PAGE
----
In December 2019 the Supreme Court of Canada (SCC) heard an appeal from British Columbia in the case of Greater Vancouver Sewerage and Drainage District v. Wastech Services Ltd., 2019 BCCA 66.


This case will be of interest to municipalities because it deals with the exercise of a discretion by a municipality under a contract with a waste disposal company.

The Wastech case involves a dispute concerning a 20-year solid waste disposal contract. The regional district had a discretion to allocate solid waste between various dump sites.

In 2011, the district exercised this discretion which resulted in reduced costs to the district, but also negatively impacted Wastech’s profits.

The resulting dispute was determined by an arbitrator.

The arbitrator found that the district did not exercise its discretion arbitrarily or capriciously. He also found that the district did breach its duty of good faith.

He concluded the exercise of discretion lacked the appropriate regard for the legitimate expectations of the waste contractor.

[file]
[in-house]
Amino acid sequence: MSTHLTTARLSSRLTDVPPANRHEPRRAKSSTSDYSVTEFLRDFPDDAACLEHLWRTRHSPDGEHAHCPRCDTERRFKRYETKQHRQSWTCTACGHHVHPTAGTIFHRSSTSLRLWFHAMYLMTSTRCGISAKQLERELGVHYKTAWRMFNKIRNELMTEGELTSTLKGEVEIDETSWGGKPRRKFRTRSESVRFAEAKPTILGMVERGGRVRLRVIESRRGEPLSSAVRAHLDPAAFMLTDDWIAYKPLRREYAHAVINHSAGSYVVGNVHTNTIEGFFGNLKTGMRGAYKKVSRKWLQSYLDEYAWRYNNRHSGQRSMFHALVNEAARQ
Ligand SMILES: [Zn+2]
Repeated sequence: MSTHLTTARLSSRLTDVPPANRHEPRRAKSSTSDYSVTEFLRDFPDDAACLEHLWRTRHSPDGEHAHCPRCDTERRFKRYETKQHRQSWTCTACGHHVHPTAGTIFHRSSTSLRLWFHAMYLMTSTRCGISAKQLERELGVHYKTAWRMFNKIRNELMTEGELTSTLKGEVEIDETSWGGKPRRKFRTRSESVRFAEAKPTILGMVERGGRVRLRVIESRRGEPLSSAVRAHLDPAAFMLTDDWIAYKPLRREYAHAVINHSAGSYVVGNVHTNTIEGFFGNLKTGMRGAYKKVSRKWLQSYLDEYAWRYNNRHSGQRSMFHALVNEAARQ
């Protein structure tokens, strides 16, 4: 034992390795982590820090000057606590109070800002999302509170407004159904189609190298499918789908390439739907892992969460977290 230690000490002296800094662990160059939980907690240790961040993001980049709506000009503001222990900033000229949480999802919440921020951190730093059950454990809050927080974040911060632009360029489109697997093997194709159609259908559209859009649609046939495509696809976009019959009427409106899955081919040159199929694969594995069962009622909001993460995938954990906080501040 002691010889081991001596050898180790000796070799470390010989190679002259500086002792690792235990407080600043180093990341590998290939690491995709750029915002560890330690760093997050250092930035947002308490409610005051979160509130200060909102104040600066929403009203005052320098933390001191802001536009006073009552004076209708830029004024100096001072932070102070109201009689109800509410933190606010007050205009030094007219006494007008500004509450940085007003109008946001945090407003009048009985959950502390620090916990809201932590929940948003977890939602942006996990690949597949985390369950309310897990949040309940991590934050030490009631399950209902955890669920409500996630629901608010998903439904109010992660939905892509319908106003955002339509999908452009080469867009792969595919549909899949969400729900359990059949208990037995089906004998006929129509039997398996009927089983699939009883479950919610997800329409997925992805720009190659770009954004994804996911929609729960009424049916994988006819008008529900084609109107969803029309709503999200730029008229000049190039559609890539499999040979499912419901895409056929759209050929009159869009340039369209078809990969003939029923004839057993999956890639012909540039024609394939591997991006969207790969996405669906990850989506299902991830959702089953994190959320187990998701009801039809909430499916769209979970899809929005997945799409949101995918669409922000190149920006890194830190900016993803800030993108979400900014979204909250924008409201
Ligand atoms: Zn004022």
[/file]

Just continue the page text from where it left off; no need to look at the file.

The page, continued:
While the district was free to exercise its discretion, it could not do so in a manner that eliminated the possibility for the contractor to achieve its profit margins.

This decision was appealed to the to the British Columbia Supreme Court and from there to the Court of Appeal for British Columbia.

The Court of Appeal carefully reviewed the law involving the concepts of bad faith and the duty of good faith in contractual performance. They reversed the arbitrator's decision.

Because the arbitrator had made no finding that the district’s conduct involved subjective dishonesty, improper motive, or bad faith but did find that the district’s decision making, from its own point of view, was both honest and reasonable the decision could not stand. As a consequence, the Court of Appeal overturned the arbitrator’s decision on the good faith issue.

The SCC will be delivering its decision that will no doubt give further guidance to Municipalities in exercising their contractual discretion.